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How can teachers support Ukrainian students during the current crisis?

Canada has responded to the recent invasion of Ukraine by welcoming a small minority of internally displaced persons. When displaced youth arrive in Canadian schools, their experience may be coloured by preconceptions, prejudices and precepts about how to welcome them. Here are some tips for educators who welcome these youth and their families.

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By Crystena A. H. Parker-Shandal, PhD, Professor, University of Waterloo, and Tamara A Bolotenko, VP of Citizenship, Toronto French School - Canada's International School

Canada has responded to the recent invasion of Ukraine by welcoming a small minority of internally displaced persons. When displaced youth arrive in Canadian schools, their experience may be coloured by preconceptions, prejudices and precepts about how to welcome them.

Refugees from other countries continue to be affected by war, conflict, famine, or other atrocities. While the focus of this fact sheet is on Ukrainian children, it is essential that educators also be mindful of the plight of refugees from other parts of the world and be cautious in how they address the situation of displaced persons who seek refuge in Canada.

Be aware of the different elements associated with trauma- The Russian invasion of Ukraine began on February 20, 2014.
- Ukrainian children have been repeatedly traumatized for nearly a decade. 
- Ukraine traces its history back to centuries of Russian imperialism and attempts at assimilation, colonization and genocide.
- In addition to fear, anxiety, and other feelings associated with trauma, some Ukrainians also feel shame and guilt for having survived and left behind their loved ones, especially males of military age. Trauma-informed social-emotional learning at the school level and restorative justice teaching practices will support these and all other children.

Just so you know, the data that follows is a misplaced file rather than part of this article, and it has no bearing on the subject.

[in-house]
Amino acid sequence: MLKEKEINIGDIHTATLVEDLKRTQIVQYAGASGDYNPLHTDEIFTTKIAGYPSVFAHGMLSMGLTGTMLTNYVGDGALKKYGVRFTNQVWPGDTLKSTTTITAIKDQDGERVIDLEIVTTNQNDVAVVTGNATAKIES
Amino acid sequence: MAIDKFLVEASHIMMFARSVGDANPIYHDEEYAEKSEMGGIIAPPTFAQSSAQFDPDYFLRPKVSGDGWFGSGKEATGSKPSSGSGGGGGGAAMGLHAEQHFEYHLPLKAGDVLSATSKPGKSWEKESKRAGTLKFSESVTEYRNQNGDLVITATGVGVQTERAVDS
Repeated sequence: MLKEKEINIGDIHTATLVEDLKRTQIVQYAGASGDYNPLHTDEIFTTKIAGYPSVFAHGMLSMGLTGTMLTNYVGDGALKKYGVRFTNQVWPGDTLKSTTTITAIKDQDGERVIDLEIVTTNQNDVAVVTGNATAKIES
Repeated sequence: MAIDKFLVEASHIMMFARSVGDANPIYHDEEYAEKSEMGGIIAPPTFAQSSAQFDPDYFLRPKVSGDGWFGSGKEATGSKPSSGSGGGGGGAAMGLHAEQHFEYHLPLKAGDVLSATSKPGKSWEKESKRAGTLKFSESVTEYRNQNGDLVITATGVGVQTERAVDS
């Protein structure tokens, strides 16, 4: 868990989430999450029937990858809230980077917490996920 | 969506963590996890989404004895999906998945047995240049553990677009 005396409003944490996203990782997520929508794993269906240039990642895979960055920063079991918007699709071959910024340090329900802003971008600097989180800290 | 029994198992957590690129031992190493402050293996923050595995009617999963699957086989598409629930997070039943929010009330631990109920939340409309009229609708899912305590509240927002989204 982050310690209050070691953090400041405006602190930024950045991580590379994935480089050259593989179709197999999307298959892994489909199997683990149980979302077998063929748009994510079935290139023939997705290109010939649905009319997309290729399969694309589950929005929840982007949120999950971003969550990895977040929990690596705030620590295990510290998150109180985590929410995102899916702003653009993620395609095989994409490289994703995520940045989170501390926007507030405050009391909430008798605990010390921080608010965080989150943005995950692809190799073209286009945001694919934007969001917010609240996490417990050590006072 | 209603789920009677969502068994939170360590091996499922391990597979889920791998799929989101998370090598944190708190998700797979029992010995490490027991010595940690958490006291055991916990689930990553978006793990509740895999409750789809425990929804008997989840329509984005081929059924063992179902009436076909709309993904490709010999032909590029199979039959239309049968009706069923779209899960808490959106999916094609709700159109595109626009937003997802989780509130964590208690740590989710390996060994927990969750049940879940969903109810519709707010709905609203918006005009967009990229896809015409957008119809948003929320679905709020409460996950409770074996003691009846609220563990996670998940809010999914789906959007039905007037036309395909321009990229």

Taking into account the experiences of Ukrainian families- With the Canada-Ukraine Emergency Travel Authorization, most Ukrainians are in Canada temporarily (up to three years) to work or study until they can safely return home. They do not have refugee status or services.
- Parents are not entitled to government-provided language training.
- Some students are still taking online courses from Ukraine in addition to attending school in Canada.
- Some Ukrainian parents feel that Ukrainian education is more rigorous. This, combined with their short stay in Canada, may make them more reluctant to advocate for their children's needs. 
Some remarks on the language - The Ukrainian language and culture were banned for long periods during the rule of the USSR. For this reason, many Ukrainians speak Russian as their mother tongue.
- Slavic languages, including Russian and Ukrainian, use different forms of the Cyrillic alphabet. To learn English or French, or both, Ukrainian children will also need to learn the Latin alphabet and its phonetic and grammatical rules. 
Use factual vocabulary - Words to avoid: conflict, situation, problem.
- Words to use: Russian invasion of Ukraine, Russian genocide of Ukrainians. 
What to say to children who ask questions about the Russian invasion of Ukraine- Use age-appropriate vocabulary and responses. 
- Pay attention to the child's state of mind (you can ask them how they feel about this war, listen with empathy and show compassion by giving them a factual answer).
- However, it is even more important not to try to explain what you don't understand.
- When speaking to young children in elementary school, respond simply, with facts and a calm demeanor, e.g., "The people in charge in Russia are hurting the Ukrainian people. You can also redirect the attention of very young children to other topics. 
- When dealing with intermediate level students (first years of high school in Quebec), factual examples from history can be brought into the discussion (see resources below) and students can be invited to put themselves in the shoes of the Ukrainians.
- When speaking to older high school students, it is appropriate to explore with them what they know about the invasion and intentionally point out misinformation that could reinforce messages of hate or discrimination (see resources below).

From Conflict Zones to Classrooms: How can educators facilitate inclusion for Ukrainian students fleeing the war?C. Parker-Shandal, K. Lake Berz et al. Education Canada, vol. 62, no. 2, 2022 www.edcan.ca/articles/from-conflict-zones-to-classrooms

The Making of Modern UkraineTimothy SnyderFree video series from Yale University, 2022. https://online.yale.edu/courses/making-modern-ukraine 

Ukrainian Nonviolent Civil Resistance in the Face of War, Felip Daza Sierra, 2022.

What does 'Westplaining' do to the Russia-Ukraine narrative? On the Qrius site, 2022.

Pre-bunking' shows promise in fight against misinformationDavid Klepper, 2022.

Product by EdCan Network, Toronto French School and University of Calgary.

The Facts in Education series is produced with the generous sponsorship of the Canadian School Boards Association. For more online resources and references: www.edcan.ca/faits-en-education

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